By Ellen Freilich
NEW YORK, Jan 14 U.S. Treasury prices rose on
Monday, supported by Federal Reserve purchases of longer-dated
bonds, upcoming U.S. debt ceiling negotiations, and the view
that comments from Fed Chairman Ben Bernanke later today would
reassure markets that the Fed will continue buying bonds for
some time to come.
In December, the Fed announced $45 billion in monthly,
open-ended purchases of government securities with maturities
ranging from four to 30 years in order to maintain downward
pressure on longer-term interest rates, support mortgage
markets, and help make broader financial conditions more
But benchmark U.S. yields climbed to 8-month highs in the
first week of 2013 after minutes of the Fed's December meeting
showed several policymakers wanted to scale back quantitative
easing (QE) well before year-end.
On Monday, the Fed bought $1.47 billion in Treasuries with
maturities ranging from February 2036 to November 2042.
"Besides the Fed's purchases, the Treasury market has been
supported by news reports discussing the contentious debt
ceiling negotiations ahead ... and (the prospect of) Fed
Chairman Bernanke's comments later today, which many believe
will signal more willingness to continue QE than the recent FOMC
minutes," said Zach Pandl, strategist at Columbia Management in
Benchmark U.S. 10-year Treasury notes rose 6/32 in price,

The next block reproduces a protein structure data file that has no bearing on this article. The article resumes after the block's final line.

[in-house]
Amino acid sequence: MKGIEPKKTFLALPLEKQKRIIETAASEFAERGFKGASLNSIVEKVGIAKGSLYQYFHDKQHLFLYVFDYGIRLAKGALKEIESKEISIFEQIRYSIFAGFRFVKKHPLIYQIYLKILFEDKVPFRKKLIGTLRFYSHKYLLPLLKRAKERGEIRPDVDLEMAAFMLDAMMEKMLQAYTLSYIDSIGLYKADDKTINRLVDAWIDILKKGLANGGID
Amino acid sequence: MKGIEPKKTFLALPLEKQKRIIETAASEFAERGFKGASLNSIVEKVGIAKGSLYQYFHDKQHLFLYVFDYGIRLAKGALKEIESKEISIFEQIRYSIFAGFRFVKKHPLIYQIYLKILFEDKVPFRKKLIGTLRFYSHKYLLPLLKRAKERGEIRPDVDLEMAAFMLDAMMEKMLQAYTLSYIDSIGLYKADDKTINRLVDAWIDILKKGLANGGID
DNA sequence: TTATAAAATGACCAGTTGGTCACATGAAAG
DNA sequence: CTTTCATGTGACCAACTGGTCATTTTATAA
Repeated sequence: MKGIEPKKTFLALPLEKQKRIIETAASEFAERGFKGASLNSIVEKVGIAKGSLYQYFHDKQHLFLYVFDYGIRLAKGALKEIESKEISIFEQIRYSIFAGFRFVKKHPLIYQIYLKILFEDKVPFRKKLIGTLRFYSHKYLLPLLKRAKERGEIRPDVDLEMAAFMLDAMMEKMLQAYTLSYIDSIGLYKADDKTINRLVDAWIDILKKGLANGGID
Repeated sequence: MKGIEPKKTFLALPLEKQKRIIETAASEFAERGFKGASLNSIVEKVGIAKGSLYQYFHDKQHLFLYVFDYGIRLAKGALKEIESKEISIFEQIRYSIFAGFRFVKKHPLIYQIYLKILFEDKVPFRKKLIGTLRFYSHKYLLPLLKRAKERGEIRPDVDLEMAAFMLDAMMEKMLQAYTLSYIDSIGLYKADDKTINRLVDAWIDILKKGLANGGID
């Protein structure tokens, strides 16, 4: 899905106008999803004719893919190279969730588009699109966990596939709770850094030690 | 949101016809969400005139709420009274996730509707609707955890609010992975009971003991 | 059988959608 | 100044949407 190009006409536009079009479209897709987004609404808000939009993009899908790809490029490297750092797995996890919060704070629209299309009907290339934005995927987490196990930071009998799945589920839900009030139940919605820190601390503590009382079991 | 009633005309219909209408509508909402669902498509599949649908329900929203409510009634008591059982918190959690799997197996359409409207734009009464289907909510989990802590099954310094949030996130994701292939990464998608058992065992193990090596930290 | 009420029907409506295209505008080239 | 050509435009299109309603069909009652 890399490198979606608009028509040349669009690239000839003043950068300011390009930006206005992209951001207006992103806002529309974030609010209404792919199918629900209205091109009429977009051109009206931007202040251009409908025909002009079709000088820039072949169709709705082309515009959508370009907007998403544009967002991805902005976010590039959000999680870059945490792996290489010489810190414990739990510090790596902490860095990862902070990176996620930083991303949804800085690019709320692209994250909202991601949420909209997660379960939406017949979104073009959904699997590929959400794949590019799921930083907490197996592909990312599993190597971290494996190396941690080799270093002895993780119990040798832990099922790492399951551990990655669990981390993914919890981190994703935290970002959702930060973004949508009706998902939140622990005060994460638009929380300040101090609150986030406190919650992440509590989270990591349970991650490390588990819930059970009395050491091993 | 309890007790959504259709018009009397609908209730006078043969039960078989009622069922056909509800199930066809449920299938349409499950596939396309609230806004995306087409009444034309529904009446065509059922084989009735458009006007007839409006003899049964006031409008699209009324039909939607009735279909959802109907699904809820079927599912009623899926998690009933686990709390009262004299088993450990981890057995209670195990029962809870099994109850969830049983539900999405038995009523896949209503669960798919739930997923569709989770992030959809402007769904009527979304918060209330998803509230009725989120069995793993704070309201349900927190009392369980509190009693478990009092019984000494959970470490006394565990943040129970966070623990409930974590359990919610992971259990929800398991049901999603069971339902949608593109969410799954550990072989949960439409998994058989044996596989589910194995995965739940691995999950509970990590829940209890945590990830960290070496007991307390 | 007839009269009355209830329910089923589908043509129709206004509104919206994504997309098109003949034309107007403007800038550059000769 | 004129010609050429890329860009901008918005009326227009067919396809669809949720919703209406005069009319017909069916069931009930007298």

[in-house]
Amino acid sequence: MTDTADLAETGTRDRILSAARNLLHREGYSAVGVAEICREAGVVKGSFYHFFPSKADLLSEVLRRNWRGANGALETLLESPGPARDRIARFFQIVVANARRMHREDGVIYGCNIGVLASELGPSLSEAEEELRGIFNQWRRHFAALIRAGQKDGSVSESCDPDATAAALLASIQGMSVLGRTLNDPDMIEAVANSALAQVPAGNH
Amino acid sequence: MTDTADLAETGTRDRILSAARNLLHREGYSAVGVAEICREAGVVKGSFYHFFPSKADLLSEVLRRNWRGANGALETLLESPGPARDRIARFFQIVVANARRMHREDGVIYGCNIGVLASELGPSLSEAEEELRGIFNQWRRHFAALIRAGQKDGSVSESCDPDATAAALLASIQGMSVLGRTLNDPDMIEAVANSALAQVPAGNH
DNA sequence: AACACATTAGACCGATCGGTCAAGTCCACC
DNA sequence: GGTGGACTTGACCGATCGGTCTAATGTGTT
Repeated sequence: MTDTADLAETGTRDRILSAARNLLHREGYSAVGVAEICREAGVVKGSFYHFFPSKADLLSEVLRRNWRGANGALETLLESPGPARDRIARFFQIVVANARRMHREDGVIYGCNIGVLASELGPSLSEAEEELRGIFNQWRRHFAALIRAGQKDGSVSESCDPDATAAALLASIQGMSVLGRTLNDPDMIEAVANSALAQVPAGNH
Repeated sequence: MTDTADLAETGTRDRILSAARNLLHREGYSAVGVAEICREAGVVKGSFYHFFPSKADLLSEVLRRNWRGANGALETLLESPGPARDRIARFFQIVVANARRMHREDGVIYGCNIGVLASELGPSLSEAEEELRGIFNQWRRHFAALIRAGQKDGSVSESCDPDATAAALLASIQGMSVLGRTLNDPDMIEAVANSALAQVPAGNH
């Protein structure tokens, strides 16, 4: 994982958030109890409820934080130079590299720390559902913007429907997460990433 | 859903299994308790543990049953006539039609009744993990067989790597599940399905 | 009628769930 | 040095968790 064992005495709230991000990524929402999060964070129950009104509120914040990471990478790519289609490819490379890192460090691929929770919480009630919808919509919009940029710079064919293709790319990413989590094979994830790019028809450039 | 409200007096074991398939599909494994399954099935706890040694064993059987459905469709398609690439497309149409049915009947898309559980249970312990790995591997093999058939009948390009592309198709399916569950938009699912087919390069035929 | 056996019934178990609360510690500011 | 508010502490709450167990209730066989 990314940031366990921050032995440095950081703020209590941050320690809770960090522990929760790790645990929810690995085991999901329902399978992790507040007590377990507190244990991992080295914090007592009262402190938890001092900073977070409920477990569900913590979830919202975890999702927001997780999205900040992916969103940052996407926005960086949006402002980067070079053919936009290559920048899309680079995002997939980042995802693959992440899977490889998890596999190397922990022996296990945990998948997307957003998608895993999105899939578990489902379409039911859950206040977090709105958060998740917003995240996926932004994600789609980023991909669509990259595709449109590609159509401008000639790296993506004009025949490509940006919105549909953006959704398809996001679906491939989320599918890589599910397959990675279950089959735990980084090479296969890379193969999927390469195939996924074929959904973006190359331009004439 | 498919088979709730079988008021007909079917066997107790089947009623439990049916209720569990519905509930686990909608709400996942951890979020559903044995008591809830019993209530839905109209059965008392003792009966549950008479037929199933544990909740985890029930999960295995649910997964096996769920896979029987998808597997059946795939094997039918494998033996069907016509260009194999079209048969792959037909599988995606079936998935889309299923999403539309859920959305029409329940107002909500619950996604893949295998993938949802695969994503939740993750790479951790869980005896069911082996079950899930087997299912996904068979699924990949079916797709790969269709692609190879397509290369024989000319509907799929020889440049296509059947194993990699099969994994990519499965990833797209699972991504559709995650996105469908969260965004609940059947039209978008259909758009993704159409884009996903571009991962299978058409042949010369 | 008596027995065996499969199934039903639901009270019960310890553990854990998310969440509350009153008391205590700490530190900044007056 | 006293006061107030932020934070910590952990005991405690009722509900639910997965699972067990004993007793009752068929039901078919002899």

their yields easing to 1.85 percent from 1.87 percent on Friday.
In contrast to the impression left by the minutes of the
last Fed meeting, "Bernanke's speech at 4 p.m. is viewed as a
bullish development for the market as he will indicate nothing
has changed regarding the Fed's stance on quantitative easing,"
said Tom DiGaloma, managing director at Navigate Advisors LLC in
Some said a two-week absence of new coupon supply should
also be supportive for Treasury prices.
Yields are down from a high of 1.98 percent in early
January, but are up from about 1.70 percent at the end of 2012
as investors price in slightly upbeat economic data and the
prospect of another round of tough political negotiations in
coming weeks to raise the U.S. debt ceiling and let the
government pay for expenditures Congress has already enacted.
The Fed's next monetary policy meeting is January 29-30.
"(Interest-rate) policy seems to be on autopilot until the
unemployment rate gets to 6.5 percent," said Chris Rupkey,
managing director and chief financial economist at Bank of
Tokyo/Mitsubishi in New York. "Once 6.5 percent is reached there
will be a discussion and our guess is rates might stay at zero
as long as PCE (personal consumption expenditures)inflation is
not above 2.5 percent."
Chicago Fed President Charles Evans on Monday said the U.S.
economy is expected to grow by 2.5 percent in 2013, improving to
3.5 percent growth in 2014. Speaking at the Asian Financial
Forum in Hong Kong, Evans forecast the U.S. unemployment rate
would be 7.4 percent this year, and about 7 percent in 2014.
While looming talks on the debt ceiling were likely to keep
yields from climbing back near 2 percent in coming weeks, some
analysts still see them spiking to that level by mid-year once
some sort of debt ceiling deal is reached, given the guarded
optimism about the economic recovery.